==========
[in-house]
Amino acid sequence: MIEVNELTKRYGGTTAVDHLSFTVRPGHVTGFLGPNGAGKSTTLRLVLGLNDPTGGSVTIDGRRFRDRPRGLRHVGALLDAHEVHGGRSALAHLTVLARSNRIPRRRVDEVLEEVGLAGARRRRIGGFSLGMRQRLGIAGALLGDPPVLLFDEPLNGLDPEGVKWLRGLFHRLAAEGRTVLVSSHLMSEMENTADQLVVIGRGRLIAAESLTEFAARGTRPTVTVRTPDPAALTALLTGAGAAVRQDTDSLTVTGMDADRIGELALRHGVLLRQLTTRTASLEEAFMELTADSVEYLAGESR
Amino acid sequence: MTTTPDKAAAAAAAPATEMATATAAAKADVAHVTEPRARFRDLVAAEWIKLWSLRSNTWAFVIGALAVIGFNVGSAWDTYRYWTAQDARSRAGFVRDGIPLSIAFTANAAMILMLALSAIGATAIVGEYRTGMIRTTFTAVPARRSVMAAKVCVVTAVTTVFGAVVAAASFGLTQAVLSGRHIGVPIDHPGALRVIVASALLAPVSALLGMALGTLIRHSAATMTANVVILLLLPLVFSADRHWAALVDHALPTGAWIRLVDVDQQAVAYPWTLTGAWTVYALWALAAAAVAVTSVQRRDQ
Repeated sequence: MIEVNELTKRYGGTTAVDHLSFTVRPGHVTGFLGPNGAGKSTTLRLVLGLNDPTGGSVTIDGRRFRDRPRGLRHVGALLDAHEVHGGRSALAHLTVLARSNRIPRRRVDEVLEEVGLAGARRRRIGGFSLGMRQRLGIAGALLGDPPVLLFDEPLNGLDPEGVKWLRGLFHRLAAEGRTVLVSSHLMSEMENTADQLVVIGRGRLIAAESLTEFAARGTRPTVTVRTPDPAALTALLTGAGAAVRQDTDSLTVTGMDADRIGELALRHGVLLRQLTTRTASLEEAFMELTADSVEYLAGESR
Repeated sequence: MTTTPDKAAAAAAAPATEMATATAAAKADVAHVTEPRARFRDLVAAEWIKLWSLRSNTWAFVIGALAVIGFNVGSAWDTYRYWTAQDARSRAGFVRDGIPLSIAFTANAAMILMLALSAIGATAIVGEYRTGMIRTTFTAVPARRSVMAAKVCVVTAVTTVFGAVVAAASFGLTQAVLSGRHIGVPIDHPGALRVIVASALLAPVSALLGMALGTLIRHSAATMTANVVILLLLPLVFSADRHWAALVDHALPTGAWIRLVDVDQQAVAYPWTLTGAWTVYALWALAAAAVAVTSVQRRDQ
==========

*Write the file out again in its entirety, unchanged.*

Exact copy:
[in-house]
Amino acid sequence: MIEVNELTKRYGGTTAVDHLSFTVRPGHVTGFLGPNGAGKSTTLRLVLGLNDPTGGSVTIDGRRFRDRPRGLRHVGALLDAHEVHGGRSALAHLTVLARSNRIPRRRVDEVLEEVGLAGARRRRIGGFSLGMRQRLGIAGALLGDPPVLLFDEPLNGLDPEGVKWLRGLFHRLAAEGRTVLVSSHLMSEMENTADQLVVIGRGRLIAAESLTEFAARGTRPTVTVRTPDPAALTALLTGAGAAVRQDTDSLTVTGMDADRIGELALRHGVLLRQLTTRTASLEEAFMELTADSVEYLAGESR
Amino acid sequence: MTTTPDKAAAAAAAPATEMATATAAAKADVAHVTEPRARFRDLVAAEWIKLWSLRSNTWAFVIGALAVIGFNVGSAWDTYRYWTAQDARSRAGFVRDGIPLSIAFTANAAMILMLALSAIGATAIVGEYRTGMIRTTFTAVPARRSVMAAKVCVVTAVTTVFGAVVAAASFGLTQAVLSGRHIGVPIDHPGALRVIVASALLAPVSALLGMALGTLIRHSAATMTANVVILLLLPLVFSADRHWAALVDHALPTGAWIRLVDVDQQAVAYPWTLTGAWTVYALWALAAAAVAVTSVQRRDQ
Repeated sequence: MIEVNELTKRYGGTTAVDHLSFTVRPGHVTGFLGPNGAGKSTTLRLVLGLNDPTGGSVTIDGRRFRDRPRGLRHVGALLDAHEVHGGRSALAHLTVLARSNRIPRRRVDEVLEEVGLAGARRRRIGGFSLGMRQRLGIAGALLGDPPVLLFDEPLNGLDPEGVKWLRGLFHRLAAEGRTVLVSSHLMSEMENTADQLVVIGRGRLIAAESLTEFAARGTRPTVTVRTPDPAALTALLTGAGAAVRQDTDSLTVTGMDADRIGELALRHGVLLRQLTTRTASLEEAFMELTADSVEYLAGESR
Repeated sequence: MTTTPDKAAAAAAAPATEMATATAAAKADVAHVTEPRARFRDLVAAEWIKLWSLRSNTWAFVIGALAVIGFNVGSAWDTYRYWTAQDARSRAGFVRDGIPLSIAFTANAAMILMLALSAIGATAIVGEYRTGMIRTTFTAVPARRSVMAAKVCVVTAVTTVFGAVVAAASFGLTQAVLSGRHIGVPIDHPGALRVIVASALLAPVSALLGMALGTLIRHSAATMTANVVILLLLPLVFSADRHWAALVDHALPTGAWIRLVDVDQQAVAYPWTLTGAWTVYALWALAAAAVAVTSVQRRDQ